The Georgians are coming! No, not the ones Sherman marched on, but their counterparts a world away where they have vineyards instead of peach groves and enjoy sun-drenched beaches on the Black Sea. Russia has been a superpower of ballet since Marius Petipa created some of today’s major classics, but competition is growing within the former republics of Russia. Georgia, a country smaller than Scotland, now has an emerging world-class ballet company ready to rival the Kirov and the Bolshoi. It has long been fertile land for masters like Balanchine and prima ballerinas like superstar Nina Ananiashvili, who describes the difference between Georgia and Russia.

“Georgians are not at all like Russians — it comes from our wonderful weather,” she says. “They’re very emotional and expressive, like Italians. You’ll see people going [she gestures frantically], and you think they’re fighting, but they’re just saying, ‘Hello, I like your skirt!'”

Ananiashvili has performed all over the globe and in all major roles for a classical ballerina, but her main stage homes have been the Bolshoi and the American Ballet Theatre. She has legions of fans who love her for her poetic expressionism, fluid upper body, and theatrical command of her roles.

When Georgia’s new president, Mikheil Saakahvili, asked her to head the famous ballet company, Ananiashvili immediately agreed, even in the midst of a busy performing career and having her first baby. “If my country wants me to do this, I will do it for them,” she explained in a recent interview arranged around her 15-month-old daughter’s bedtime.

Since 2004, she has been the artistic director of the State Ballet of Georgia, and its beginnings have been well-received, which Charleston audiences will be able to attest to when the company comes to perform its version of Swan Lake with Tchaikovsky’s entrancing score during Spoleto.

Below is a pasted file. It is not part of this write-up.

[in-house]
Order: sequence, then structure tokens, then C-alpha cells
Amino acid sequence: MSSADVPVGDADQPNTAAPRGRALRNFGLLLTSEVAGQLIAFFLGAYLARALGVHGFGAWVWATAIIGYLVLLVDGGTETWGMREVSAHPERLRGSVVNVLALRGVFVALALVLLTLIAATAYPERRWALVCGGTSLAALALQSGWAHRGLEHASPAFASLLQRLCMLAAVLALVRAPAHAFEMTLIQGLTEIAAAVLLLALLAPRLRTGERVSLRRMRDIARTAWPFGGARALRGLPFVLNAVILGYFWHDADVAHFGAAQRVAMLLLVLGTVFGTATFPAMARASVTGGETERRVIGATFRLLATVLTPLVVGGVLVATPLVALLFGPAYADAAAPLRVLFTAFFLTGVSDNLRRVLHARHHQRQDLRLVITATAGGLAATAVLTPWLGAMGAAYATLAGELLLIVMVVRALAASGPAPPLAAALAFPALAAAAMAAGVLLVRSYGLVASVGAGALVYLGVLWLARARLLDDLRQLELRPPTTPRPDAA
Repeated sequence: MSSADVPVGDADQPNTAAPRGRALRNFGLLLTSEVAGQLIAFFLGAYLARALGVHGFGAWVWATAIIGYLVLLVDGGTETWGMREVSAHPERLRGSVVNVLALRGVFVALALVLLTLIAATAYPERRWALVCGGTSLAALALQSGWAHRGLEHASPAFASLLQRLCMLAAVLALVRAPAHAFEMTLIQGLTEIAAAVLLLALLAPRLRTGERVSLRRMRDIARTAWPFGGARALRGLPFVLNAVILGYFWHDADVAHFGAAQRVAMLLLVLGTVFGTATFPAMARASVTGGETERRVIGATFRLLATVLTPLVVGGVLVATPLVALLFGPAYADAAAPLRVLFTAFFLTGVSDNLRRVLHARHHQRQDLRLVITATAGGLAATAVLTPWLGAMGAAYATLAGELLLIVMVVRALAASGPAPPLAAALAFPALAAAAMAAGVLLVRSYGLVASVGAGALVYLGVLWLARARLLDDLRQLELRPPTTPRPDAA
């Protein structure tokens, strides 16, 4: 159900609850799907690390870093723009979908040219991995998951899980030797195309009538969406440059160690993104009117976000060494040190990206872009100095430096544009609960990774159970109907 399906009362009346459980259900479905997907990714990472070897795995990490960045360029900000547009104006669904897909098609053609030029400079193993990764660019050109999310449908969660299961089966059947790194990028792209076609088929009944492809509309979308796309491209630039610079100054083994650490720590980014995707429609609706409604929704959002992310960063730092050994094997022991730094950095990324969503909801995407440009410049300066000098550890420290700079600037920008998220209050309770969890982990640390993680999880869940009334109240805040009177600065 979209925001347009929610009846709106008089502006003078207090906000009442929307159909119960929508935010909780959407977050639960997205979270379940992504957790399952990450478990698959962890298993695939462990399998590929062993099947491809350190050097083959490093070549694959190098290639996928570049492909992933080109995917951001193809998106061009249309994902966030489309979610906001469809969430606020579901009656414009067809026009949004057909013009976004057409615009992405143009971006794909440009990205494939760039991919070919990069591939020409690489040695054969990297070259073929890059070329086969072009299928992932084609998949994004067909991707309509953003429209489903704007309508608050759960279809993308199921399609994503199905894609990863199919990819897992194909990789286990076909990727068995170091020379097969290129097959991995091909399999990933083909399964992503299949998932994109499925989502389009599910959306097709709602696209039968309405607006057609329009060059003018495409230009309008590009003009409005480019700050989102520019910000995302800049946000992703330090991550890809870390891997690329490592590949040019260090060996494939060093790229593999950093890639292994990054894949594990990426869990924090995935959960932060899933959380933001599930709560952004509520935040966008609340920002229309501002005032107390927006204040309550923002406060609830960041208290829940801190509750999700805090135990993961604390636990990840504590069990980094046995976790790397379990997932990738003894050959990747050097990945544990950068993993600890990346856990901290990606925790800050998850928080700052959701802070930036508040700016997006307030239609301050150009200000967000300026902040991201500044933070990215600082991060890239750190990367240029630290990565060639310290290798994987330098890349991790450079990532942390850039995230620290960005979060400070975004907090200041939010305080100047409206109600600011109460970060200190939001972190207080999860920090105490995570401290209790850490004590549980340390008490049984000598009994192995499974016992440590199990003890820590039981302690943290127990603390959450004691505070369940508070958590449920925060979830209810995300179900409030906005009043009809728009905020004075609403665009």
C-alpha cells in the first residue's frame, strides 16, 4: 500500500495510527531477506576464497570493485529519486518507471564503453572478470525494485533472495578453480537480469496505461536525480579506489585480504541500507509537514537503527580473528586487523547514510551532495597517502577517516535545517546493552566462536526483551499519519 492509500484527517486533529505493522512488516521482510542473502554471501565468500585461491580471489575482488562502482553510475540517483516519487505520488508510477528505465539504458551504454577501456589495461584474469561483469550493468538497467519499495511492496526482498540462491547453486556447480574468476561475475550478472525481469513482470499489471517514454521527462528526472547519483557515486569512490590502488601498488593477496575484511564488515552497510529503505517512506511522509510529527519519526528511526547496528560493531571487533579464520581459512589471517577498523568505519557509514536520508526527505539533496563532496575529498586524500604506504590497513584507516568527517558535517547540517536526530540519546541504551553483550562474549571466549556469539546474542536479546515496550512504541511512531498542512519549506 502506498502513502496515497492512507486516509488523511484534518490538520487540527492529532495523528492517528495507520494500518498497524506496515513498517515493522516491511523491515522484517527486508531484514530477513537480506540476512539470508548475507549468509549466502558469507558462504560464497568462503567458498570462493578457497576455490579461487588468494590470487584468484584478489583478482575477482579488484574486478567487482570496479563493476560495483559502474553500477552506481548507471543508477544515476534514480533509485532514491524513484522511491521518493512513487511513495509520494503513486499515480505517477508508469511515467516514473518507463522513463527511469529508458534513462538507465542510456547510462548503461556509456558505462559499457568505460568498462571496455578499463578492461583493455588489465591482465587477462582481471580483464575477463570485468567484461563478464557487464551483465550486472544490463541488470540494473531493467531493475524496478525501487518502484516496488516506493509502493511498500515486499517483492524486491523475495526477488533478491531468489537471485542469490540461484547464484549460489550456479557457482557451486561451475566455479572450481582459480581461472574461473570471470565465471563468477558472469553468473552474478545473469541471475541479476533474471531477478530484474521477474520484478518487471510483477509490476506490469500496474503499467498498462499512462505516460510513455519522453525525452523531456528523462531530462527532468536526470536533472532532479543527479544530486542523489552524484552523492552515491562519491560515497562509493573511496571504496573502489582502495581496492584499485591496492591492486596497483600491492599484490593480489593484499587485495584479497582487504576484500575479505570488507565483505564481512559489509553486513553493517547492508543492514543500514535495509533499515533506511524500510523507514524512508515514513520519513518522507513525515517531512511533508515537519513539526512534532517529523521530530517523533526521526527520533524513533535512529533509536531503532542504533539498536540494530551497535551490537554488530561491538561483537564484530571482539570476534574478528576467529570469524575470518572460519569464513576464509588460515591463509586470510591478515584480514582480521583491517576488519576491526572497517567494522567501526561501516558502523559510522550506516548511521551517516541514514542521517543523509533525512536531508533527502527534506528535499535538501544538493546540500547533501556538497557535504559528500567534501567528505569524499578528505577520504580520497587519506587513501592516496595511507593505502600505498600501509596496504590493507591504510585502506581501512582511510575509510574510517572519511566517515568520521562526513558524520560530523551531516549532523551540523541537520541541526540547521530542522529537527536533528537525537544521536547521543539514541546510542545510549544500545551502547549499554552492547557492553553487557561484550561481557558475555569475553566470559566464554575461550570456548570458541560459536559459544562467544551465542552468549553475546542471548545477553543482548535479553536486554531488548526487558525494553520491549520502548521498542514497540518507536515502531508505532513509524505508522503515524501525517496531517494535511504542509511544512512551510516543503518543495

Having Swan Lake on the bill for a ballet company means two things: one, they have the ballerina who can live up to the famous starring role and two, the company is sure to live up to one of the most popular ballets of all times. Ananiashvili explains “Swan Lake is ballet’s ballet which has been very popular throughout history. This beautiful fairy tale takes your heart and your imagination somewhere else.”

The dual role of the main Swan (I know it sounds a bit unbelievable), Odette, and her evil counterpart, Odile, is the most coveted roles in ballet’s heritage. For the ballerina, the difficulty is in one person playing two parts. Ananiashvili describes the challenge: “It is the most difficult ballet to dance and also the most enjoyable. To switch between good and evil within one production is very hard.” She’s got a solid history, though, first performing the role at age 17, after which she received a 30-minute standing ovation.

At Spoleto, the production will be edited and revised from the original four-act version, though many of the original Petipa sections do exist. This ballet incorporates the male ballet dancer’s rehearsal process in training and anticipating the role, then coming to terms with what he must do. However, we can be sure that it is the ballerina who will take our breath away, and anyone with an interest in classical dance should have this ballet in their repertoire.

The charming Ananiashvili is her own best advertisement. “I think everyone should come and watch,” she says. “Live performance is like no video or replication. It is a unique experience where there is electricity between the performer and the audience!” What better reason to buy a ticket?

SWAN LAKE • Spoleto Festival USA • $10-$85 • (2 hours) • June 7, 8, 9 at 8 p.m.; June 9 at 1 p.m.; June 10 at 2 p.m. • Gaillard Municipal Auditorium, 77 Calhoun St. • 579-3100